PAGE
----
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Sticking to her story

Beyoncé is electric in concert yet reined in by her show's post-feminist theme. Why not just let it be about her musical prowess?

September 02, 2007|Ann Powers | Times Staff Writer

"The Beyoncé Experience," the show 25-year-old dynamo Beyoncé Knowles is due to bring to Staples Center tonight near the end of her summer-long world tour, is one of those modern superstar spectacles that casts the artist's reality onto the level of myth.

As with Madonna, who recently crucified herself (minus nails) onstage, or U2, which announced the death of the band's own innocence with the hucksterism of the 1992 "Zoo TV" tour, Beyoncé's "Experience" plays off the performer's well-known struggles and triumphs to build a story that will make fans both gawk and relate. The maddening thing about this dazzling entertainment, though, is that the tale it tells is partly the wrong one.

This doesn't stop the show from being a blast. Beyoncé's hits, with their tricky rhythms and rapid-fire vocal lines, are fascinating contributions to hip-hop-era R&B. The girl can dance better than Bono and act better than Madge, and her commitment to showbiz flash is unrelenting. A visit to the show when it hit San Diego's Cox Arena last Sunday revealed a performer totally in command. Yet the production kept steering away from what makes Beyoncé so important to pop, even as it pleased her adoring audience.

As a pop queen, Beyoncé is almost too perfect. A tumble down the stairs onstage in Orlando and a subsequent "wardrobe malfunction" in Toronto garnered far more attention than was warranted partly because these mistakes contradicted her fiercely athletic style. She projects a fearsome level of proficiency when performing -- the camouflage outfits her male dancers sometimes wore in San Diego felt right for a show that sometimes seemed like a military operation, expertly executed.

As she vamped and belted her way through club favorites such as "Crazy in Love" and massive ballads including "Dangerously in Love," her superhuman-seeming body moving in thrusts and waves, Beyoncé hit every daunting bit of choreography, every careening vocal cue. She was a wonder -- until it came time to emote.

In films, Beyoncé is a competent if not wildly charismatic actress, relaxed and fairly natural on camera. Pop spectacle, however, requires something different: intensified intimacy.

A performer's ability to seem like a regular person while surrounded by undulating dancers or perched on a giant acrobatic bar (both scenarios Beyoncé has tackled during "Experience") makes sense of the sensory overload that dominates most major concerts now. The star grounds the show, not with her musical performance, but through her personal charisma; she's like a magician showing the secret of a few tricks so that his willing victims feel thrilled, not fooled, when the big illusion overtakes them.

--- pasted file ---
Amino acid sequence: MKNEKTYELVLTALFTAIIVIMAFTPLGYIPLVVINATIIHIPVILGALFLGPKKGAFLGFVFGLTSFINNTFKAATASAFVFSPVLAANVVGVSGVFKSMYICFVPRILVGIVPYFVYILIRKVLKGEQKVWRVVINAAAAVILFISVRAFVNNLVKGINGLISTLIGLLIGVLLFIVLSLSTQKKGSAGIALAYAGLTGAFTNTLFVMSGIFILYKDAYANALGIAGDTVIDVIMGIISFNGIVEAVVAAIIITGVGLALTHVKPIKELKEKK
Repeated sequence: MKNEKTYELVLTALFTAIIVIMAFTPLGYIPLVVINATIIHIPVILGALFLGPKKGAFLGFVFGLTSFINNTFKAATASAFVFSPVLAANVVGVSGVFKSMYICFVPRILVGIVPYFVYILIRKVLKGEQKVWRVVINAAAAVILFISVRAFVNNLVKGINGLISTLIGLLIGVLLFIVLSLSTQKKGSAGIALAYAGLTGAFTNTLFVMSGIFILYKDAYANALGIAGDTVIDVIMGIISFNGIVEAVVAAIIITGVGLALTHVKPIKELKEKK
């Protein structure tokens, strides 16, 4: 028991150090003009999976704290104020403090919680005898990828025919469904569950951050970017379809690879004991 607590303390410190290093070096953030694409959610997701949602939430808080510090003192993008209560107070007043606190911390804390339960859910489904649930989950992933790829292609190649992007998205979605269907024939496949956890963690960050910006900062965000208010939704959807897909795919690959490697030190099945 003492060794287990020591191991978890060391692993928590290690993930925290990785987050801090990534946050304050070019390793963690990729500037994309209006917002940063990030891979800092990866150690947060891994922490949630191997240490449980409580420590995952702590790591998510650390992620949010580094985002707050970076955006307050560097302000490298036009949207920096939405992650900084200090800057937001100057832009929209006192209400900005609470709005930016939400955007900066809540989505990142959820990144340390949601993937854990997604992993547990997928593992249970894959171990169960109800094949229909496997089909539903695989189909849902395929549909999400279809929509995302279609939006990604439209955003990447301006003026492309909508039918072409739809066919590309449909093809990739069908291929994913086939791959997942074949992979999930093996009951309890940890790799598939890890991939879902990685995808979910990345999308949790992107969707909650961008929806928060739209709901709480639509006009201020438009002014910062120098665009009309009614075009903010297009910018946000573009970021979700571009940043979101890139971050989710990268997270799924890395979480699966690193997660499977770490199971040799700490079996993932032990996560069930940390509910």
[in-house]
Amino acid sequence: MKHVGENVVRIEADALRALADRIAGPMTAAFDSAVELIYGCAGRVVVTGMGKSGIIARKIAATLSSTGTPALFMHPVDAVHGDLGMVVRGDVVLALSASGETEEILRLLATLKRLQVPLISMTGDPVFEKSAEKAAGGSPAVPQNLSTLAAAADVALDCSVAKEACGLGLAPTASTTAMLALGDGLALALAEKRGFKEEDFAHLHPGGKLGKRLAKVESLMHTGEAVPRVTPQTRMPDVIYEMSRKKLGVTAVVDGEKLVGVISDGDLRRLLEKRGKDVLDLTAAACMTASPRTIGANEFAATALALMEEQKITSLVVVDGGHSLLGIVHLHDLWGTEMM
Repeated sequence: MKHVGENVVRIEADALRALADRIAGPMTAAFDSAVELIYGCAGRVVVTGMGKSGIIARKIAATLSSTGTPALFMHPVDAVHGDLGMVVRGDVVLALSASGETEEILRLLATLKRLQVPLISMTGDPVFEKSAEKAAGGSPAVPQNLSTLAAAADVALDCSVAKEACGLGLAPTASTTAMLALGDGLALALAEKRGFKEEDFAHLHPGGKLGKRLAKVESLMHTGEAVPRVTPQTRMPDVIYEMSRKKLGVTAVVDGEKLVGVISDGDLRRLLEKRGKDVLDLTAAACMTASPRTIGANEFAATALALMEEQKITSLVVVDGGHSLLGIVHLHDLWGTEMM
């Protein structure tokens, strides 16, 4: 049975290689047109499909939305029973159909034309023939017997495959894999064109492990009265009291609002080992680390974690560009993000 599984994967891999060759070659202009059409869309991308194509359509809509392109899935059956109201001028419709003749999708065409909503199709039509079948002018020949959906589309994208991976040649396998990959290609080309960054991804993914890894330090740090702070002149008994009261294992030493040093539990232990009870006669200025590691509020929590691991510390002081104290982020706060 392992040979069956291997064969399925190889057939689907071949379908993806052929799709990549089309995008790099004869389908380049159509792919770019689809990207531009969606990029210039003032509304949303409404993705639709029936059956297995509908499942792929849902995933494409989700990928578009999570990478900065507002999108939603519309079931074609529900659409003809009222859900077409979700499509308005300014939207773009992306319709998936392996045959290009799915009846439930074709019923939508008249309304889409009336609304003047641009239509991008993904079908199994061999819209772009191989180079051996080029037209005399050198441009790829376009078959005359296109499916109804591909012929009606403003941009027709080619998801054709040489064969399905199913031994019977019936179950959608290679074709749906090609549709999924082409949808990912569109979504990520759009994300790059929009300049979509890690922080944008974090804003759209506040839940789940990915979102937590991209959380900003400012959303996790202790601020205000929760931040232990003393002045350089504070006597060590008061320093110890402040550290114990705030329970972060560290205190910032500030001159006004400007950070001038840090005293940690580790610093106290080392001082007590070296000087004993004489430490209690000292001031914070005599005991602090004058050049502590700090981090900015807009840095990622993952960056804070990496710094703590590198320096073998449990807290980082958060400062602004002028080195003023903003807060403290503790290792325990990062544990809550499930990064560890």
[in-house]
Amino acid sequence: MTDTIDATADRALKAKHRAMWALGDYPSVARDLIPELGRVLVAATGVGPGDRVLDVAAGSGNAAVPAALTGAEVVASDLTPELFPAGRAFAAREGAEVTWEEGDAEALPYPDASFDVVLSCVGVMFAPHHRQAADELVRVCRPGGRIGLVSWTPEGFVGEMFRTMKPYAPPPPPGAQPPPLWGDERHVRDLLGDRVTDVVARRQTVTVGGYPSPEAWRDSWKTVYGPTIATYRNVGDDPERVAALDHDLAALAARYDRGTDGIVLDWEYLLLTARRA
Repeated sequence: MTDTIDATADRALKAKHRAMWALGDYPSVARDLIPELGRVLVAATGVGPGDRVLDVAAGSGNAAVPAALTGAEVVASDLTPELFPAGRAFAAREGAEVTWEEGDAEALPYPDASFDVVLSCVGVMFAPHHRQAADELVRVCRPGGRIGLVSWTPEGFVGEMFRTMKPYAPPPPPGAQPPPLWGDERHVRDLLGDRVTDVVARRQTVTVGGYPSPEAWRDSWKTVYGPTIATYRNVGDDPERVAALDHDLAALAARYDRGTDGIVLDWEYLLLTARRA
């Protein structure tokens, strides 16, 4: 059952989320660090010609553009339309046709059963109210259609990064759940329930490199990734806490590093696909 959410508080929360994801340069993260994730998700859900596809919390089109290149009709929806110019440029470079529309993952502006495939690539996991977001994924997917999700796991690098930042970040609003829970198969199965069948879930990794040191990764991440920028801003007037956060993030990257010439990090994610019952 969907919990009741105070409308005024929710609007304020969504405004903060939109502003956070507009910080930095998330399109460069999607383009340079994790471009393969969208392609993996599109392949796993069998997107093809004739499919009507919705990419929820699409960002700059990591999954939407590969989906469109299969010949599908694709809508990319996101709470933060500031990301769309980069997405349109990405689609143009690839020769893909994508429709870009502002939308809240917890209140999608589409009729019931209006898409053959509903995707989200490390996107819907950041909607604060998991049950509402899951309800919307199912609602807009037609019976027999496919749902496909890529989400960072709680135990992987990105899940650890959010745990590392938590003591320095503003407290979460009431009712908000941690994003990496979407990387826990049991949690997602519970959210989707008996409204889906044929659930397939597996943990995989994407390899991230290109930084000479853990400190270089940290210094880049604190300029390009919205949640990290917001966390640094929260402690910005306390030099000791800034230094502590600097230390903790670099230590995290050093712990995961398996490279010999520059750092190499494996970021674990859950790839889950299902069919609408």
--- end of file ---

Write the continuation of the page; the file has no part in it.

In San Diego, Beyoncé didn't pull off the big illusion. Miming the roller-coaster emotions of true love during the ballad "Flaws and All," she grinned and scowled like a bloody ingénue in an Ed Wood horror flick. Later, shimmying in on a lips-shaped sofa during "Speechless," she tried for sexy but wound up contorted.

Why should this intelligent, extremely gifted, decade-long veteran of the pop charts have this problem? Maybe it's not Beyoncé's fault. Perhaps spectacle itself is to blame.

Beyoncé's work has grown over the years to become truly groundbreaking. She is often cited as the singer most able to connect with the breakbeats and cut-and-paste sonic templates of hip-hop; she also might be the closest pop has to a jazz singer right now.

The absolute best moments of "Experience" came when Beyoncé turned away from all the show and immersed herself within a musical challenge. Joining her backing vocalists for some gospel-tinged call and response, she radiated joy. Her scatting recalled a young Ella Fitzgerald. At one point she even turned the soul singer's most reliable cliché, melisma, into something unexpected: yodeling.

The crowd enjoyed these high points. But because they signified growth as a musician, not in her personal life, they felt almost extraneous to the spectacle's hungry digestion of Beyoncé the Personality. The need for a nonmusical story kept Beyoncé from ever settling into music for music's sake; instead she kept returning to the theme she first claimed a decade ago.

That theme is female empowerment, especially in the face of no-good men. So many of Beyoncé's songs tackle this subject, starting with Destiny's Child's breakthrough single, "Bills, Bills, Bills," that it sometimes seems as if she can write about nothing else.

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